Published: Jun 17, 2010 6:23 PM EDT
Updated: Jun 17, 2010 3:23 PM EDT

GAINESVILLE, Fla - As BP officials scramble to contain the oil spill and save the Gulf Coast from further contamination, University of Florida researchers are working on a save of their own.

Researchers are collecting cyanobacteria or blue-green algae from sensitive coral reefs just off shore in the Florida Keys.  The reefs suffered extensive damage from the cold Winter and now could face further damage from oil that is spreading around the Gulf of Mexico.

UF researchers are working to collect as many samples of the algae as possible because of recent findings that the algae may help cure diseases..

Dr. Hendrik Luesch, UF drug discovery researcher says, "These organisms over grow corals and we and others have shown that they produce interesting compounds that have drug like properties that may be exploited by biomedical purposes such as anti-cancer drugs and others."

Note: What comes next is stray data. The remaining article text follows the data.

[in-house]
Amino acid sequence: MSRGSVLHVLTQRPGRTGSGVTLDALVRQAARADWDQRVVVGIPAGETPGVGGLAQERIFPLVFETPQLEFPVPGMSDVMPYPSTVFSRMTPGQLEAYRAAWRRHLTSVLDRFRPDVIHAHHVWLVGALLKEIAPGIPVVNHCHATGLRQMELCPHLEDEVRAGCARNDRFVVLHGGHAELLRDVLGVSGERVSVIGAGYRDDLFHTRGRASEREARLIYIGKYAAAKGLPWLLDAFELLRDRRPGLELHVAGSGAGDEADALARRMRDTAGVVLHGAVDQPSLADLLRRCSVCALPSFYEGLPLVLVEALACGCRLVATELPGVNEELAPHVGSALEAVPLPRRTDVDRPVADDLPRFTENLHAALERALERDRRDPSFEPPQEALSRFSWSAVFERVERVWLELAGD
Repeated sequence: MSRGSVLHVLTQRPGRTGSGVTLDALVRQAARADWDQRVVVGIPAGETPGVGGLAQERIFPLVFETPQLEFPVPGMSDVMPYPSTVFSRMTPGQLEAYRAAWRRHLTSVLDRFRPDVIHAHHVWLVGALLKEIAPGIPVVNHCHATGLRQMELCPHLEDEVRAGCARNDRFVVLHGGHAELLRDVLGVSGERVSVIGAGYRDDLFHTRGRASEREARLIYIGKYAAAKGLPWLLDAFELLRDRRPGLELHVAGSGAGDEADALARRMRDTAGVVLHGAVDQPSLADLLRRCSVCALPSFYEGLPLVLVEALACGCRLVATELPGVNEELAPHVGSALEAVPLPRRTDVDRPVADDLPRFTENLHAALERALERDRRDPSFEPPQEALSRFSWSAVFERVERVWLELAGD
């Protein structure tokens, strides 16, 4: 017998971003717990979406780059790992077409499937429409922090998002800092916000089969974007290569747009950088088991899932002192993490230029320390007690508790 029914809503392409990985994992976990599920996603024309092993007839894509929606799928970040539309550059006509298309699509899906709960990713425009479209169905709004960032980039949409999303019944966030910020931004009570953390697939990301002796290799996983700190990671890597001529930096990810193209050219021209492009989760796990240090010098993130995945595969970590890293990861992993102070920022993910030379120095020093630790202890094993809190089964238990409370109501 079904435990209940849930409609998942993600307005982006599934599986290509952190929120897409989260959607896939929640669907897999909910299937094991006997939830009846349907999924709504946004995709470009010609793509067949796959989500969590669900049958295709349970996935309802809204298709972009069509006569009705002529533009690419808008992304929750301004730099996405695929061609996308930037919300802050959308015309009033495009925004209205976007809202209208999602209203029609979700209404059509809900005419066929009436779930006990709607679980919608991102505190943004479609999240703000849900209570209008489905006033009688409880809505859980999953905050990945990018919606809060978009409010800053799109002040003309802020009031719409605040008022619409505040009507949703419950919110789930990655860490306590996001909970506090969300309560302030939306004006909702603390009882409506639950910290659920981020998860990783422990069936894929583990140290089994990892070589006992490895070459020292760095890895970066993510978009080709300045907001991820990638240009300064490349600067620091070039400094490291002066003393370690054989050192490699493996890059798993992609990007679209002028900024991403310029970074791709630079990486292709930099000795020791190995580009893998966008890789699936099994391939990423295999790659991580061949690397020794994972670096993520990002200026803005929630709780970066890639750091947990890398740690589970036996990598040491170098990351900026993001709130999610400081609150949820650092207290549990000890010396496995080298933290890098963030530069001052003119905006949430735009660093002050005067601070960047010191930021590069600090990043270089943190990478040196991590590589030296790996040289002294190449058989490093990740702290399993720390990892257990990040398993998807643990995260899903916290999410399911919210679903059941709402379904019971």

Currently only two drugs are available that were developed from marine research with another 14 drugs that are in clinical trials.

Experts consider the ocean an untapped resource for drug discovery.  Damage from the oil contamination could lead to the loss of potential cures for many diseases.

"All the marine biodiversity that is effected ultimately or can be effected by this oil spill and it endangers a number of species here in the Florida Keys and consequently the marine drug discovery efforts that are going on by our groups and other groups in this area of the United States."